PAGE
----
Footsteps – A Poem by Mu’in Bseiso

Palestinian prisoner Maher al-Akhras. (Photo: File)

By Muin Bseiso

(Translated by May Jayyusi and Naomi Shihab Nye)

Brother! If they should sharpen the sword on my neck,
I would not kneel, even if their whips lashed
my bloodied mouth
If dawn is so close to coming
I shall not retreat.
I will rise from the land that feeds our furious storm!

Brother! If the executioner should drag me to the slaughterhouse
before your eyes to make you kneel,
so you might beg him to relent,
I’d call again, Brother! Raise your proud head
and watch as they murder me!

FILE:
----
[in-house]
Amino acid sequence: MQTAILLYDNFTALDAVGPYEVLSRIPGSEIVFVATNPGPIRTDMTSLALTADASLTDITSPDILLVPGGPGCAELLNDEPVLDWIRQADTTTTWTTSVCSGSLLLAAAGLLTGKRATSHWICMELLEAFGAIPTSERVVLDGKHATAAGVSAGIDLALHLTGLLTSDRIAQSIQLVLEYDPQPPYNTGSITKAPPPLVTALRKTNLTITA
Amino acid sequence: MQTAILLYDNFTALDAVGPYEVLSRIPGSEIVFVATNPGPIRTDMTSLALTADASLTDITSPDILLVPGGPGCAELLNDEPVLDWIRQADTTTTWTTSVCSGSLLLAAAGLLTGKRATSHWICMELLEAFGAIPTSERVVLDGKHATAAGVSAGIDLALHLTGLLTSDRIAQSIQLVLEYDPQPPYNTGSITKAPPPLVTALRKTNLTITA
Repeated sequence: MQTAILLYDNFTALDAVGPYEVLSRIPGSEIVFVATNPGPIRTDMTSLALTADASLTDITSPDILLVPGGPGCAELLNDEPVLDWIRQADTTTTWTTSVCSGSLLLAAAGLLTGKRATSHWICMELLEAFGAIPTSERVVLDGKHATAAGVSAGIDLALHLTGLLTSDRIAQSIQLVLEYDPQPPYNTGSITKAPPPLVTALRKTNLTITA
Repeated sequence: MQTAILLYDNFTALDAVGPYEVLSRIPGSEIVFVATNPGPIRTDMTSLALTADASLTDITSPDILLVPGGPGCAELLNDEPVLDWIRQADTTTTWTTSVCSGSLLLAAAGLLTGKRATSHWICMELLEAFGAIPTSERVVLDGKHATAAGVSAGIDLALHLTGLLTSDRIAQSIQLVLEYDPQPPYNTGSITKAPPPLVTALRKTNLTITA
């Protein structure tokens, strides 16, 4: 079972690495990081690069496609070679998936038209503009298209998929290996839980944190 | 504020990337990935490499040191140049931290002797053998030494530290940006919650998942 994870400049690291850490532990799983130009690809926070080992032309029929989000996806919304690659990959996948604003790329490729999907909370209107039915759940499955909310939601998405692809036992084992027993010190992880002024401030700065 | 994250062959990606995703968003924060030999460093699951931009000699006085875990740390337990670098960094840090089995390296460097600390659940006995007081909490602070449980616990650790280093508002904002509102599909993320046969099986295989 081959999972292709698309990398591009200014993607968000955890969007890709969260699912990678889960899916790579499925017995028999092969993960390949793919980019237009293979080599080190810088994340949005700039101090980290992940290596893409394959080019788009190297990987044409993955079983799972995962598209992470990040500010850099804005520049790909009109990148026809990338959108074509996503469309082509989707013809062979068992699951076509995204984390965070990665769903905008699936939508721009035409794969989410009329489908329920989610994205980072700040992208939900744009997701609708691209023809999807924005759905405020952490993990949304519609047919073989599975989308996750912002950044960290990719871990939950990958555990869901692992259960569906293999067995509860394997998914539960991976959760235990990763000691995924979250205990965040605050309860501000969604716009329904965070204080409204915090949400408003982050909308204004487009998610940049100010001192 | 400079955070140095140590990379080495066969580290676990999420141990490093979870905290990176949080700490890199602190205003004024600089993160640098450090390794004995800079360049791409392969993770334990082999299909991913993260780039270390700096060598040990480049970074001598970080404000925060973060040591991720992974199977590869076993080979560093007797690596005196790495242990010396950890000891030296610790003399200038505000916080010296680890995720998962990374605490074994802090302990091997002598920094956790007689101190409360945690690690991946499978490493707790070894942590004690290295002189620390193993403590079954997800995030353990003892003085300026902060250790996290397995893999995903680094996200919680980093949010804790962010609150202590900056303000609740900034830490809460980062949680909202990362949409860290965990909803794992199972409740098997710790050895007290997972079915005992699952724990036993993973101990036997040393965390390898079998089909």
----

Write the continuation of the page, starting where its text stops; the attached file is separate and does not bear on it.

Witness my executioner, sword dripping with my blood!
What shall expose the murderer, but our innocent bleeding?

At night their guns kidnapped him from his trench.
The hero was flung into the cells’ darkness
where, like a banner flutter above chains, he stayed.
The chains became flaming torches,
burning the ashes which coat our shining future.
Now the hero lives, his footsteps ringing triumphantly
within the closed walls of every prison.

– Mu’in Bseiso is one of Palestine’s most renowned poets. Bseiso received his basic education in the Gaza Strip, and later his university degree in Egypt. He was imprisoned four times, and each time he reemerged even more determined to fight for the freedom of his people. His poetry collections included Palestine in the Heart (1964) and Trees Die Standing (1966). He lived in exile following the Israeli occupation of Gaza in 1967. He died in London in 1984.

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